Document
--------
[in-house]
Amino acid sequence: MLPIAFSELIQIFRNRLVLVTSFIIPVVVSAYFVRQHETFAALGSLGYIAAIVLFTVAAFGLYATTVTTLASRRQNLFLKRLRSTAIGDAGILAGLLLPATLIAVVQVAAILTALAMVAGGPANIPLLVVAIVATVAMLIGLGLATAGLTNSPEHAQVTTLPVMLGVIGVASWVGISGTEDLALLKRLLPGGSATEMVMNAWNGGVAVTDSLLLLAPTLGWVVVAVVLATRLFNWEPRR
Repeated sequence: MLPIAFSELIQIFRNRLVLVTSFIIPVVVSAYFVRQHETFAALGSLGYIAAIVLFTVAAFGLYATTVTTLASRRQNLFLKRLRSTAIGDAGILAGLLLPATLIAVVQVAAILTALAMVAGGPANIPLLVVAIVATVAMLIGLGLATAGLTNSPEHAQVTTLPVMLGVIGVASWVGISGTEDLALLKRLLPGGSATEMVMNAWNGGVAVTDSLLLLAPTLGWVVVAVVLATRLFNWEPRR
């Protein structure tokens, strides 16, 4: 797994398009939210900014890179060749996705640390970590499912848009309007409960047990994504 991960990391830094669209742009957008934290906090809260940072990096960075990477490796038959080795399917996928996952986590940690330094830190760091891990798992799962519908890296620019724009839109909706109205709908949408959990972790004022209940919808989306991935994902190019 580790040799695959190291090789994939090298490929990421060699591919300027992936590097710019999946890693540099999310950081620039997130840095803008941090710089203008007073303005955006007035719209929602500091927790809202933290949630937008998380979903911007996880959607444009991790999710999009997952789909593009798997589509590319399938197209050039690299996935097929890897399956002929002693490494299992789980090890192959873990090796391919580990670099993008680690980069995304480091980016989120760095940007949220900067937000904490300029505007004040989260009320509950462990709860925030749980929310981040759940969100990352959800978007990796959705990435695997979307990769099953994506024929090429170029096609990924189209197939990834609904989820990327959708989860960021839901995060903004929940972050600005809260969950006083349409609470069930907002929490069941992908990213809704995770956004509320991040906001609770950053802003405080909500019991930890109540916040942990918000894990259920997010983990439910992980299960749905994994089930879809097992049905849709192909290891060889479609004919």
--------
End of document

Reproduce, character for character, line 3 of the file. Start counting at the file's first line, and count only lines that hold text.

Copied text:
Repeated sequence: MLPIAFSELIQIFRNRLVLVTSFIIPVVVSAYFVRQHETFAALGSLGYIAAIVLFTVAAFGLYATTVTTLASRRQNLFLKRLRSTAIGDAGILAGLLLPATLIAVVQVAAILTALAMVAGGPANIPLLVVAIVATVAMLIGLGLATAGLTNSPEHAQVTTLPVMLGVIGVASWVGISGTEDLALLKRLLPGGSATEMVMNAWNGGVAVTDSLLLLAPTLGWVVVAVVLATRLFNWEPRR